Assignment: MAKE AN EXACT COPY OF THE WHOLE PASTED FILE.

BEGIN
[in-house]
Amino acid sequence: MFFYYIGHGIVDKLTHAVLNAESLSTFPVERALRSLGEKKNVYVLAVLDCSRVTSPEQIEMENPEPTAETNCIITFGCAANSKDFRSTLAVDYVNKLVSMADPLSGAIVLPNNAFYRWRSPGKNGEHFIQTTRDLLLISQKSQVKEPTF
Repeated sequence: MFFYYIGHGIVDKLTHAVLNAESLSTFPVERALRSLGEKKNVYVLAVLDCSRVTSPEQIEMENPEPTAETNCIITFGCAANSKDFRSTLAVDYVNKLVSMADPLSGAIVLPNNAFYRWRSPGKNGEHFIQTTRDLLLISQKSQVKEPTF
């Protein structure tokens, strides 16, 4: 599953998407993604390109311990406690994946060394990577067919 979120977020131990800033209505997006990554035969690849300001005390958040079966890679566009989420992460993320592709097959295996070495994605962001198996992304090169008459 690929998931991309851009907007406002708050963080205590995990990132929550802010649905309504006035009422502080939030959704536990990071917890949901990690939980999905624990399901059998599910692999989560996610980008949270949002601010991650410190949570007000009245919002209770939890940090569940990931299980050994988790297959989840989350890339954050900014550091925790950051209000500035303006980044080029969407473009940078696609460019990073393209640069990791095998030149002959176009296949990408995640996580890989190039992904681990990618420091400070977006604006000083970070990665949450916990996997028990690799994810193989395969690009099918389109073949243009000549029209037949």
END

[in-house]
Amino acid sequence: MFFYYIGHGIVDKLTHAVLNAESLSTFPVERALRSLGEKKNVYVLAVLDCSRVTSPEQIEMENPEPTAETNCIITFGCAANSKDFRSTLAVDYVNKLVSMADPLSGAIVLPNNAFYRWRSPGKNGEHFIQTTRDLLLISQKSQVKEPTF
Repeated sequence: MFFYYIGHGIVDKLTHAVLNAESLSTFPVERALRSLGEKKNVYVLAVLDCSRVTSPEQIEMENPEPTAETNCIITFGCAANSKDFRSTLAVDYVNKLVSMADPLSGAIVLPNNAFYRWRSPGKNGEHFIQTTRDLLLISQKSQVKEPTF
């Protein structure tokens, strides 16, 4: 599953998407993604390109311990406690994946060394990577067919 979120977020131990800033209505997006990554035969690849300001005390958040079966890679566009989420992460993320592709097959295996070495994605962001198996992304090169008459 690929998931991309851009907007406002708050963080205590995990990132929550802010649905309504006035009422502080939030959704536990990071917890949901990690939980999905624990399901059998599910692999989560996610980008949270949002601010991650410190949570007000009245919002209770939890940090569940990931299980050994988790297959989840989350890339954050900014550091925790950051209000500035303006980044080029969407473009940078696609460019990073393209640069990791095998030149002959176009296949990408995640996580890989190039992904681990990618420091400070977006604006000083970070990665949450916990996997028990690799994810193989395969690009099918389109073949243009000549029209037949």